Monday, November 12, 2012

Hello all, just thought I’d walk you through a normal day here in San Dionisio. 
I normally get up between 5:45 and 6:30, depending on the day.  Many days, I am awaken by birds (chickens start early!), dogs, the neighbor’s radio, etc. before my alarm.  The radio is local and typically plays the same songs over the course of the morning, and has a soundbite telling the time about 20 times an hour.  There are also soundbites saying things like “Sabes estillo” and “Fin de semana” which interrupts songs and drives me crazy.  I only listen to the radio vicariously, as my neighbors oftentimes play it loud.  On Tuesday and Fridays, I work in a small rural school about an hour outside of town, so I get up early to get on my way.  I get to school around 7:15, where the school has a quick assembly and then we start class.  I teach third and fourth graders Natural Science, and I try to make class more dynamic than the lesson book.  It should be noted that we only have one lesson book for the classes, so it is relatively easy to stray from the sponsored plan.  For most of the classes I teach at that school, we have a bit of a conversation of the theme, and then I dictate a lecture for the kids to copy.  Then, I have the kids read back a sentence or two at a time, and I comment on its meaning in context.  We then give some questions to answer, maybe some drawing and explanations of diagrams.  For older kids, I try to get more into analysis and conjecture, but it is tough because the textbooks are very narrow and teachers are unwilling or unable to get much more information into their hands.  I also try to do some experiments, like tracking the sun, making fossil replicas, decomposition of various objects, planting of beans in various soils and liquids etc.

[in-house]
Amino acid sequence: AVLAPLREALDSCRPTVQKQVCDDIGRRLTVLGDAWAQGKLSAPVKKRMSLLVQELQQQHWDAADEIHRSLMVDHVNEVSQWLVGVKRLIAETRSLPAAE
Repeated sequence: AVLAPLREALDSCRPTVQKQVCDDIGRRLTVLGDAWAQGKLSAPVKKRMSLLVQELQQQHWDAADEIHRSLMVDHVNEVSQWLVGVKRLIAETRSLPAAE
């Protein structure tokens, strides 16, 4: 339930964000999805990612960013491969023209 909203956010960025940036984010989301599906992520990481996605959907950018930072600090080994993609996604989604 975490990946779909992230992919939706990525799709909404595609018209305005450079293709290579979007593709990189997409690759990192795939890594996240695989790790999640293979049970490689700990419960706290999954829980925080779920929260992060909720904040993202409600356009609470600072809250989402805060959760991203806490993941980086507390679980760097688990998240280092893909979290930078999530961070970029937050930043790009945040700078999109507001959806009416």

Tuesday I get done at 12, and get home by 1.  It’s laundry day for me, where I wash with a “lavendero” which is a table sized contraption with a washboard with a tub of water attached to it.  Washing is slow and boring; many other volunteers are disposed to paying a woman in town to wash their clothes for them, but I figure right now I have enough time, so it seems worth it to do my own.  I have my own plastic bucket, where I soak clothes and then take one out at a time, rub soap on them, scrub them against the washboard, then rinse the soap off.  The average Nicaraguan woman is more thorough than me, but I think my status as a white male makes me rather immune to many of the material criticisms common to Latin American cultures.  So, while my clothes may be slightly off colored and wrinkled, I have no ambitions to improve my technique at this point.